Date of Conferral



Doctor of Nursing Practice (DNP)




Allison Terry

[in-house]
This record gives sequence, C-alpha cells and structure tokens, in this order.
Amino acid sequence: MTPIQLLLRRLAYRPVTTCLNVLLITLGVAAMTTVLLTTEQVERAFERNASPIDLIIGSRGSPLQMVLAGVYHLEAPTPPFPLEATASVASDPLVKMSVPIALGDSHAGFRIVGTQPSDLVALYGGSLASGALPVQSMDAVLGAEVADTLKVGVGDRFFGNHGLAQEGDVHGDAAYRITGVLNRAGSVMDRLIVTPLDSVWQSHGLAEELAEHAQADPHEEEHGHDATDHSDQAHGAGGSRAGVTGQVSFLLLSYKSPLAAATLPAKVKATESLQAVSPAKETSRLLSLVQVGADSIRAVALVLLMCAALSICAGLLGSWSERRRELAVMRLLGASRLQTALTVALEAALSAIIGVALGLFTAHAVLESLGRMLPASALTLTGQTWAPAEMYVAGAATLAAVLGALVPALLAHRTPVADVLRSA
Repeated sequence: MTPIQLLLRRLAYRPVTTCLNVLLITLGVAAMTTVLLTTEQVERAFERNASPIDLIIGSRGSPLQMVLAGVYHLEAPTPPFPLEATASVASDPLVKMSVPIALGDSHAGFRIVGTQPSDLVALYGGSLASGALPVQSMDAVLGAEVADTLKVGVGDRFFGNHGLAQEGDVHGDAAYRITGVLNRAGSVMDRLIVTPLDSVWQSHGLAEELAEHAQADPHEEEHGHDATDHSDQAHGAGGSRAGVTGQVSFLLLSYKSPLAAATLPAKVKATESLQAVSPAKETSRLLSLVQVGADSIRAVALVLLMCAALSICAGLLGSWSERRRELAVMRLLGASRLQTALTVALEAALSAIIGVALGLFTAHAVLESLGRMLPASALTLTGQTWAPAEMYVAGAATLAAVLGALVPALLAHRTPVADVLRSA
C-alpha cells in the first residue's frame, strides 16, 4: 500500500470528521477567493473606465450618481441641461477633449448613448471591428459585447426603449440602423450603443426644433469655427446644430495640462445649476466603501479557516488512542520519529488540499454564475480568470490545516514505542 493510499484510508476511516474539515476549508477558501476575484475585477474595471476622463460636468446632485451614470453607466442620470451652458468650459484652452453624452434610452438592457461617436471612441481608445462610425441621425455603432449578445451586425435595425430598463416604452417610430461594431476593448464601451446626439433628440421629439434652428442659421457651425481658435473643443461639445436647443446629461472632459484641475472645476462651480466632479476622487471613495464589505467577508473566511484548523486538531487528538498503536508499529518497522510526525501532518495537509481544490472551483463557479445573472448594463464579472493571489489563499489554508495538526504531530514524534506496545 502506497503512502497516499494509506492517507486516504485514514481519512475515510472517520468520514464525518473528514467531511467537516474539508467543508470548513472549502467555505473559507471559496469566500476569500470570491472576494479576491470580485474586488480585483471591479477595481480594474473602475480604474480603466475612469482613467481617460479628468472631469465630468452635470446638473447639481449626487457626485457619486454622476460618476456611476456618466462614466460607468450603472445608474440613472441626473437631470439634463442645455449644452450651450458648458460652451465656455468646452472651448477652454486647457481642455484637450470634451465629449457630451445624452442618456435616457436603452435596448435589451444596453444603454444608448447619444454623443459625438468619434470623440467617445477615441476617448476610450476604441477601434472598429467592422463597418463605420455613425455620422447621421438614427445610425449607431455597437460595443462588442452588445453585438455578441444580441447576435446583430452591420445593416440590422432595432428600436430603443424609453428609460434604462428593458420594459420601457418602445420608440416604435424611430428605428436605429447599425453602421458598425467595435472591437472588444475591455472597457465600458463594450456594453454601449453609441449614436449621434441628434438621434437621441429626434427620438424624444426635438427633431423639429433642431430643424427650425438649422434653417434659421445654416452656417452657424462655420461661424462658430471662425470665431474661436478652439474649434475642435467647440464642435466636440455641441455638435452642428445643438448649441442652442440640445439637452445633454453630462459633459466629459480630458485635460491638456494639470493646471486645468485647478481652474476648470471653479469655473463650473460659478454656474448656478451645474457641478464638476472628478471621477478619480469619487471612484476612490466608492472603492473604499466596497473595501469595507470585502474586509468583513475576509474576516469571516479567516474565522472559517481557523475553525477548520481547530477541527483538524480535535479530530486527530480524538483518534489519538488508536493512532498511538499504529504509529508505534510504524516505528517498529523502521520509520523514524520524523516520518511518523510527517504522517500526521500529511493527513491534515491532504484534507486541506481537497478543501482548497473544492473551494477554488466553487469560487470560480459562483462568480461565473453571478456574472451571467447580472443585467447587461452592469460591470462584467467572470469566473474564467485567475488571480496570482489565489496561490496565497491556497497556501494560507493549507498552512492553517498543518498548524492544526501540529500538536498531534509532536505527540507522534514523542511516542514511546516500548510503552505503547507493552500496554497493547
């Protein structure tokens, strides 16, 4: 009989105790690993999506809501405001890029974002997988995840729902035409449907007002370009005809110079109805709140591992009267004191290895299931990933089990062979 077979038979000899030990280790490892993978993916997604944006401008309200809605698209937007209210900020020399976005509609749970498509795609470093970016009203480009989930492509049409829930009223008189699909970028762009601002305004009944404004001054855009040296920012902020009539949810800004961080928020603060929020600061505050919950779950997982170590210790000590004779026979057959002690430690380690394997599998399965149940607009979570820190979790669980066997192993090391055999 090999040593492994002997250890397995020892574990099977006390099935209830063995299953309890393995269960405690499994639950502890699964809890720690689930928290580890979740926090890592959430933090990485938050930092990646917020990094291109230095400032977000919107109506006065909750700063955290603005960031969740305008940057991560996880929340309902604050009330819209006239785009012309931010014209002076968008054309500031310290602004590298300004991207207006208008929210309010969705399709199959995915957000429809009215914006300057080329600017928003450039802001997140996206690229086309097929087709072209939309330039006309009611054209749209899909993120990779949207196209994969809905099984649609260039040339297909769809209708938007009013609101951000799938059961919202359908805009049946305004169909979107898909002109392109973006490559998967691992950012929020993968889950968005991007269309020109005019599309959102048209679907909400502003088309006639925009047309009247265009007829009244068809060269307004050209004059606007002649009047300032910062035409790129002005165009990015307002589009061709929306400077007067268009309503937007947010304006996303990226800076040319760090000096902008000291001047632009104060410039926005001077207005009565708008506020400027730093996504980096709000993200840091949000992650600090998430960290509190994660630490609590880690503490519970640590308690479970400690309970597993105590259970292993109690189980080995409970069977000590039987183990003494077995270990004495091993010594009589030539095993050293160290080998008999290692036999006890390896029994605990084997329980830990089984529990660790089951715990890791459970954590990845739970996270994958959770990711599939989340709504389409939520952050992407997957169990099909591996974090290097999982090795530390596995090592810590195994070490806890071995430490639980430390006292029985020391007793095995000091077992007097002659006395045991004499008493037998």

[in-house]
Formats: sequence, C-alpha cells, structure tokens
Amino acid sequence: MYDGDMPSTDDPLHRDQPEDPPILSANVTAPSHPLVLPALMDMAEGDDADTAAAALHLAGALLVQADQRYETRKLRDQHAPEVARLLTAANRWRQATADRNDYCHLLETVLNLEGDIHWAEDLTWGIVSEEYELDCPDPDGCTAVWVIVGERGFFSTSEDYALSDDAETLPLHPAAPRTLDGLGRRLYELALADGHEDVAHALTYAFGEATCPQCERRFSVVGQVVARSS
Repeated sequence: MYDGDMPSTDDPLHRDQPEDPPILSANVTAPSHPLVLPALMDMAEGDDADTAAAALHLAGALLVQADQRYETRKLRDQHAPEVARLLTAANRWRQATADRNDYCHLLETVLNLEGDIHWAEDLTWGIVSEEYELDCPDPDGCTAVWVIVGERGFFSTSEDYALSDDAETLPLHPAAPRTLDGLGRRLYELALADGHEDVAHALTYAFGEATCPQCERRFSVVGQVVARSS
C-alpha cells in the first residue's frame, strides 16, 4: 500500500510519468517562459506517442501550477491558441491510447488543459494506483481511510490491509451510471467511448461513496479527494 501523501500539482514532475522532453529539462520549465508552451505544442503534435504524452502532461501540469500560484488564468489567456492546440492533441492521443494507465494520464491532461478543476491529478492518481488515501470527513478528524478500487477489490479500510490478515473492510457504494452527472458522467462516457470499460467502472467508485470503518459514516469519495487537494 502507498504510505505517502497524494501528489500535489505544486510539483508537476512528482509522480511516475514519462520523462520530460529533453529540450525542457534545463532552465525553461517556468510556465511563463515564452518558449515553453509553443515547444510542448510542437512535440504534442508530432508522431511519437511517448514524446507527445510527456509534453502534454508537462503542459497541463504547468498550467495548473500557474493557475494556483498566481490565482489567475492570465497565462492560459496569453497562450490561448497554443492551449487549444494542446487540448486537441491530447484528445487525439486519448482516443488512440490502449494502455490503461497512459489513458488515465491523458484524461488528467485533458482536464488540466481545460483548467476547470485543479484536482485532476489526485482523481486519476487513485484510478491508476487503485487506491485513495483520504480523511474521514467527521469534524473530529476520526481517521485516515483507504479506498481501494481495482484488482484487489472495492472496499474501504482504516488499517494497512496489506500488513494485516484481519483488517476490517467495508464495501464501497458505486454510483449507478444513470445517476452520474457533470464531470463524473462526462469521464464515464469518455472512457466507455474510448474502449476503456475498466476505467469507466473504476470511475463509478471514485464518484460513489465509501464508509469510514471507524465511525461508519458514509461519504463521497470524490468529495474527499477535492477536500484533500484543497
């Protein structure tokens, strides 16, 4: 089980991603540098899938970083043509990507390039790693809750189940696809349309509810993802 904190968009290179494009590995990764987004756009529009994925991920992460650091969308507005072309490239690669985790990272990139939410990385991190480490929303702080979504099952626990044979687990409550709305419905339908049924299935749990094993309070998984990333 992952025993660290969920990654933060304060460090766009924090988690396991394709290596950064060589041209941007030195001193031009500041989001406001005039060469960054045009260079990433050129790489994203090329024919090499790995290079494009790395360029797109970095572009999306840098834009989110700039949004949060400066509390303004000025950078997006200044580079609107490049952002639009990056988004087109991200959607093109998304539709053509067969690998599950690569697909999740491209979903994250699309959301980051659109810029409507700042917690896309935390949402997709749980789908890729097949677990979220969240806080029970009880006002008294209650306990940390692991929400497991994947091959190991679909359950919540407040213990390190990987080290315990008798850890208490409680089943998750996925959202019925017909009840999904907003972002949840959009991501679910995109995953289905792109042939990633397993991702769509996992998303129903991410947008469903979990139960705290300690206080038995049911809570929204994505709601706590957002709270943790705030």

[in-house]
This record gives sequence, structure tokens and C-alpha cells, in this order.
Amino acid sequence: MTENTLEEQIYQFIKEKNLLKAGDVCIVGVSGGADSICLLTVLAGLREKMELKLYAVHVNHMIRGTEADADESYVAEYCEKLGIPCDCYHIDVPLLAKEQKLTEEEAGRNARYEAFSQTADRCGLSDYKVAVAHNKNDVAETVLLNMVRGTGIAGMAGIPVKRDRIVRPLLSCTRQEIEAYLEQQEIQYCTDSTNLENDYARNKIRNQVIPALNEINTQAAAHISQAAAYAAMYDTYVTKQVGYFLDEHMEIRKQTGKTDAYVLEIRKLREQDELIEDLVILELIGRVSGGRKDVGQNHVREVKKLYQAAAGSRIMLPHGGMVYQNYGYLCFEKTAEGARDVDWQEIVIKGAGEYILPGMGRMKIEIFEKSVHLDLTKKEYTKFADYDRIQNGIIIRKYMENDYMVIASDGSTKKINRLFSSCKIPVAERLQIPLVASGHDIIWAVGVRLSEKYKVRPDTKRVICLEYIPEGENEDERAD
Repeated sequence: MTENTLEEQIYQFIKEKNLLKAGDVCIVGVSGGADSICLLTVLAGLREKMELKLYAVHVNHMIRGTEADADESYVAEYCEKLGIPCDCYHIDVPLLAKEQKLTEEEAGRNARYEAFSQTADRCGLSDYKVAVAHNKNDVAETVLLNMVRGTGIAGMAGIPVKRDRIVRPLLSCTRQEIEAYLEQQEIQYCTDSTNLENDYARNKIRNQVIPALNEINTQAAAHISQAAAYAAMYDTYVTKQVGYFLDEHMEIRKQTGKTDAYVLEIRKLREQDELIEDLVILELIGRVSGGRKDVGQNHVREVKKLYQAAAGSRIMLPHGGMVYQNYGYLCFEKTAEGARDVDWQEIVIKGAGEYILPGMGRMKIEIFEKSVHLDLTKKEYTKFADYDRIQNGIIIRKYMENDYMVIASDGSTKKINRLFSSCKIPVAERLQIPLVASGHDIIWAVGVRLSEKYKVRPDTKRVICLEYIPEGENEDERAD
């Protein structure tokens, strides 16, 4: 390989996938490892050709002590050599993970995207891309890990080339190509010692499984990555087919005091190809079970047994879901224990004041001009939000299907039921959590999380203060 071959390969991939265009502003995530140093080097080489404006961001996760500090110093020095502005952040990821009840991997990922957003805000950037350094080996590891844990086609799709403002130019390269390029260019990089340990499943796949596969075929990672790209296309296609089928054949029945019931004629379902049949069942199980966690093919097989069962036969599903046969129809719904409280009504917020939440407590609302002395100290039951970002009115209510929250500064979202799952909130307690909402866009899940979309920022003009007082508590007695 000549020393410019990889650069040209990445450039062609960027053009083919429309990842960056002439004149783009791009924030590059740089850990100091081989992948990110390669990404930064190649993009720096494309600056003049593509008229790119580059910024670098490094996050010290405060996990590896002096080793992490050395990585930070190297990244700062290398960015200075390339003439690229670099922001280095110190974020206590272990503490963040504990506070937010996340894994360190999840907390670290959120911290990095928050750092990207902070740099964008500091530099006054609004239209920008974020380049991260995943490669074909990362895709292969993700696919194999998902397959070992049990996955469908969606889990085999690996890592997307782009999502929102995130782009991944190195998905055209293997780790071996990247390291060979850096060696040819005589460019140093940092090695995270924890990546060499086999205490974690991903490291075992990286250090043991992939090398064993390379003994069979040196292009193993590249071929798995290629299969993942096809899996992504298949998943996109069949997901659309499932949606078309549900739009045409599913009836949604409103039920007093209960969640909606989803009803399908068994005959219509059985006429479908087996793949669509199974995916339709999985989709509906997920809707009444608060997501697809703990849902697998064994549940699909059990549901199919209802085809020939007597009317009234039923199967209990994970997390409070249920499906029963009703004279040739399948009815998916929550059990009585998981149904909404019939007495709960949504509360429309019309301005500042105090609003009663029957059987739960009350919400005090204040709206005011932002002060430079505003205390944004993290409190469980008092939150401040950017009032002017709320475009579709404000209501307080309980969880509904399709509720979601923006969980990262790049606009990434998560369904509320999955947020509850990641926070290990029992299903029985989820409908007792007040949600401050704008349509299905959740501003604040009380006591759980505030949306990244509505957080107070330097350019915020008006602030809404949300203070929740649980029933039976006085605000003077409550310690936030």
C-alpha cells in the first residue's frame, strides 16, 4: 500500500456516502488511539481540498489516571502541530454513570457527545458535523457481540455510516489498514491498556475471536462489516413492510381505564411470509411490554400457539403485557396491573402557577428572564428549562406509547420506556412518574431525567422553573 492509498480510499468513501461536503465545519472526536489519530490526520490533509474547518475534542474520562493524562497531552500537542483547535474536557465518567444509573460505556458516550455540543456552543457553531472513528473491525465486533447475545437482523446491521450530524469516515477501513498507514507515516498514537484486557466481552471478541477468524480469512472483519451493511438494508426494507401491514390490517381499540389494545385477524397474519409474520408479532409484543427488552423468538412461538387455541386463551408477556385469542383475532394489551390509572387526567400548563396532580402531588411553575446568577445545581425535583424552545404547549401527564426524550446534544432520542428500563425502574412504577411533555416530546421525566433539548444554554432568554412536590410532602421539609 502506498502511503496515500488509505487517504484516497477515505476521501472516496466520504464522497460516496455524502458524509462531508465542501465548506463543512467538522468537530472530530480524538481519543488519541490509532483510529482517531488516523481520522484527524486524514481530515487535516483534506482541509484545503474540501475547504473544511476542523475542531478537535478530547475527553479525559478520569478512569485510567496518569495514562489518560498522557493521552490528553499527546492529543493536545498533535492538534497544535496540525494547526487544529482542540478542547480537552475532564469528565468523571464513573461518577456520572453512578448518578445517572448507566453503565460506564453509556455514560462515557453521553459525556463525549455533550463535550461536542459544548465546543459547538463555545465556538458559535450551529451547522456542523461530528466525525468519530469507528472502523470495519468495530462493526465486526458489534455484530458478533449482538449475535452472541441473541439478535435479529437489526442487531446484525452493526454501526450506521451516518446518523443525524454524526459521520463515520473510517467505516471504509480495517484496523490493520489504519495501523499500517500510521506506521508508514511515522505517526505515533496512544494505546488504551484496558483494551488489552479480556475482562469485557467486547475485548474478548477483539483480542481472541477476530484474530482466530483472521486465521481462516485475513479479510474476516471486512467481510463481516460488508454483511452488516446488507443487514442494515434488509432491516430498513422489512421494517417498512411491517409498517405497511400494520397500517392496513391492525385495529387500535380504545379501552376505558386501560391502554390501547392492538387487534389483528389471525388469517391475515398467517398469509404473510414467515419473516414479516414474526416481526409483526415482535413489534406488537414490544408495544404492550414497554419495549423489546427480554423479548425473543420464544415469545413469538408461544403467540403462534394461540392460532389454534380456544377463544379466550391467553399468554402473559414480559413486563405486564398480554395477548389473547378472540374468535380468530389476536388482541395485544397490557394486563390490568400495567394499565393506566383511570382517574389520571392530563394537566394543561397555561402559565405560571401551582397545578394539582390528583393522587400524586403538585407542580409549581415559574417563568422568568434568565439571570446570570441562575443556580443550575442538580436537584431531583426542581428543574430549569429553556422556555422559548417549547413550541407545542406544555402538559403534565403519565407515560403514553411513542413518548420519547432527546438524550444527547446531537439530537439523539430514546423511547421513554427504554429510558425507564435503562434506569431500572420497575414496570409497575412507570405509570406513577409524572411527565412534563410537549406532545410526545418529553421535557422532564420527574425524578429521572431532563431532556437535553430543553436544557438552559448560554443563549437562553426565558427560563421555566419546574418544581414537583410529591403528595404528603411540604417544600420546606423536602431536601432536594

Employer-sponsored wellness programs are important tools for keeping employees healthy, reducing an organization's healthcare expenses, mitigating risk factors, and promoting health and well-being. Little research is available on the factors associated with employees' participation in wellness programs in rural hospitals. Pender's health promotion model was used to determine how employees who participated in a rural hospital's wellness program differed from those who did not participate in terms of demographics, perceptions of personal health, general health behaviors, health locus of control, self-motivation, and situational barriers. A descriptive, correlational replication with the Hallion and Haignere questionnaire was used to survey employees. Of the survey's 186 participants, 29% participated in the wellness program. The reasons for not participating were scheduled program times (n = 51, 33.6%) and lack of interest (n = 31, 20.4%). As shown by logistic regression analysis, overall employee wellness and employee payment status were statistically significant predictors of participation. The Pearson chi square showed a statistically significant difference between program participants and nonparticipants in terms of responsibility for children/elders (p = .047) and shift worked (p = .016). These findings suggest that, when developing and implementing a comprehensive wellness program, the characteristics and needs of employees, along with organizational culture, must be considered. The successful implementation and engagement of staff in an employer sponsored wellness plan improve health through lifestyle change and risk reduction, thus promoting positive social change and leading to healthier communities. The findings of the study were incorporated into the recommendations for the hospital's wellness program.